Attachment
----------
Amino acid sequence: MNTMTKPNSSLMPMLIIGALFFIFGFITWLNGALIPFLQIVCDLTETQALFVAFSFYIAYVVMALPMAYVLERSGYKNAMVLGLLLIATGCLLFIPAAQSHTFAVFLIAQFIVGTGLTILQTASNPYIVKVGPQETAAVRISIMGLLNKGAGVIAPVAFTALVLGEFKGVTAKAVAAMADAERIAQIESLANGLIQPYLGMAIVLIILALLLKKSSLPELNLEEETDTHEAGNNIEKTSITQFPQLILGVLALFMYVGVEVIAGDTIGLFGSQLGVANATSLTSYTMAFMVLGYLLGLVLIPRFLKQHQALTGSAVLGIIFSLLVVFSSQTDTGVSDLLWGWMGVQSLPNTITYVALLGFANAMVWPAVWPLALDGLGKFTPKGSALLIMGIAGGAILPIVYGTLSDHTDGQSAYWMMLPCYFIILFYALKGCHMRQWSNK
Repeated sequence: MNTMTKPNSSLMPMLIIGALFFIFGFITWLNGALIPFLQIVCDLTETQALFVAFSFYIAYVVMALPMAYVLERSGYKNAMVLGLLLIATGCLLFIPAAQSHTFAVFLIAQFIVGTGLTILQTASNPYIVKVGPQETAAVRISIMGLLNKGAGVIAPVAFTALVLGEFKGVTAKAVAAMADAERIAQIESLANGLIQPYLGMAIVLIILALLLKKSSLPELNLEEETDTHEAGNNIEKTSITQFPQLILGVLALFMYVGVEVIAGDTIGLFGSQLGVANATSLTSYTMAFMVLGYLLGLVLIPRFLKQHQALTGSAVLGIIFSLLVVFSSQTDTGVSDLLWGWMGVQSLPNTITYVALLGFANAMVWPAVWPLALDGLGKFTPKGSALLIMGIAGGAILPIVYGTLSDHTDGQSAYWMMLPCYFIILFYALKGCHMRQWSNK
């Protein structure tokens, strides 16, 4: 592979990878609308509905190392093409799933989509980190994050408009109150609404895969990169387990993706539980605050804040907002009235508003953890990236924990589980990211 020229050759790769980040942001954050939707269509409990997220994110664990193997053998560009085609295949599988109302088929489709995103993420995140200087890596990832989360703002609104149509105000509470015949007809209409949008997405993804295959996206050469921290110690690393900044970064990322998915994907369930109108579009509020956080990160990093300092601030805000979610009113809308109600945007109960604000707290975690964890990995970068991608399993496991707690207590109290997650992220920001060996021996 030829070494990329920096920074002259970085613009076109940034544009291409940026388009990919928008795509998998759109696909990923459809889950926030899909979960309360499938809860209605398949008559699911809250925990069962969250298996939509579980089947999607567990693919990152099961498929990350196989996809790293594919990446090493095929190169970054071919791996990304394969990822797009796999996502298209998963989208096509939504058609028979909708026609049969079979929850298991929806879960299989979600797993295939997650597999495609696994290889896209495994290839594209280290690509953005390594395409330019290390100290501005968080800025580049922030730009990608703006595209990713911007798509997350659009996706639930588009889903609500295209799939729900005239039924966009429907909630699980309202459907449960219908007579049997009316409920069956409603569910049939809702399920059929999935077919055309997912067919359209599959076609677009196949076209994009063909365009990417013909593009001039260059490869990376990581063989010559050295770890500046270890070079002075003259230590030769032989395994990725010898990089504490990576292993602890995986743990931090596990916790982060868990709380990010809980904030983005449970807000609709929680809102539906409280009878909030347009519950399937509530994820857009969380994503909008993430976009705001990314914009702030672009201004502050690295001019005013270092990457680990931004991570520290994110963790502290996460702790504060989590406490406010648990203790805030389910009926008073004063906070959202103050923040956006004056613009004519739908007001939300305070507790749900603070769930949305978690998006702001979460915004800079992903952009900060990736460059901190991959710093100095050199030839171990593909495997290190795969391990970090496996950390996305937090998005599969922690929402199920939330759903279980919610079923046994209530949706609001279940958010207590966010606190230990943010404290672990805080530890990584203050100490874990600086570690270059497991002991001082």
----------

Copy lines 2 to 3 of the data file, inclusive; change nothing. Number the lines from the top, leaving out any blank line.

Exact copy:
Repeated sequence: MNTMTKPNSSLMPMLIIGALFFIFGFITWLNGALIPFLQIVCDLTETQALFVAFSFYIAYVVMALPMAYVLERSGYKNAMVLGLLLIATGCLLFIPAAQSHTFAVFLIAQFIVGTGLTILQTASNPYIVKVGPQETAAVRISIMGLLNKGAGVIAPVAFTALVLGEFKGVTAKAVAAMADAERIAQIESLANGLIQPYLGMAIVLIILALLLKKSSLPELNLEEETDTHEAGNNIEKTSITQFPQLILGVLALFMYVGVEVIAGDTIGLFGSQLGVANATSLTSYTMAFMVLGYLLGLVLIPRFLKQHQALTGSAVLGIIFSLLVVFSSQTDTGVSDLLWGWMGVQSLPNTITYVALLGFANAMVWPAVWPLALDGLGKFTPKGSALLIMGIAGGAILPIVYGTLSDHTDGQSAYWMMLPCYFIILFYALKGCHMRQWSNK
């Protein structure tokens, strides 16, 4: 592979990878609308509905190392093409799933989509980190994050408009109150609404895969990169387990993706539980605050804040907002009235508003953890990236924990589980990211 020229050759790769980040942001954050939707269509409990997220994110664990193997053998560009085609295949599988109302088929489709995103993420995140200087890596990832989360703002609104149509105000509470015949007809209409949008997405993804295959996206050469921290110690690393900044970064990322998915994907369930109108579009509020956080990160990093300092601030805000979610009113809308109600945007109960604000707290975690964890990995970068991608399993496991707690207590109290997650992220920001060996021996 030829070494990329920096920074002259970085613009076109940034544009291409940026388009990919928008795509998998759109696909990923459809889950926030899909979960309360499938809860209605398949008559699911809250925990069962969250298996939509579980089947999607567990693919990152099961498929990350196989996809790293594919990446090493095929190169970054071919791996990304394969990822797009796999996502298209998963989208096509939504058609028979909708026609049969079979929850298991929806879960299989979600797993295939997650597999495609696994290889896209495994290839594209280290690509953005390594395409330019290390100290501005968080800025580049922030730009990608703006595209990713911007798509997350659009996706639930588009889903609500295209799939729900005239039924966009429907909630699980309202459907449960219908007579049997009316409920069956409603569910049939809702399920059929999935077919055309997912067919359209599959076609677009196949076209994009063909365009990417013909593009001039260059490869990376990581063989010559050295770890500046270890070079002075003259230590030769032989395994990725010898990089504490990576292993602890995986743990931090596990916790982060868990709380990010809980904030983005449970807000609709929680809102539906409280009878909030347009519950399937509530994820857009969380994503909008993430976009705001990314914009702030672009201004502050690295001019005013270092990457680990931004991570520290994110963790502290996460702790504060989590406490406010648990203790805030389910009926008073004063906070959202103050923040956006004056613009004519739908007001939300305070507790749900603070769930949305978690998006702001979460915004800079992903952009900060990736460059901190991959710093100095050199030839171990593909495997290190795969391990970090496996950390996305937090998005599969922690929402199920939330759903279980919610079923046994209530949706609001279940958010207590966010606190230990943010404290672990805080530890990584203050100490874990600086570690270059497991002991001082």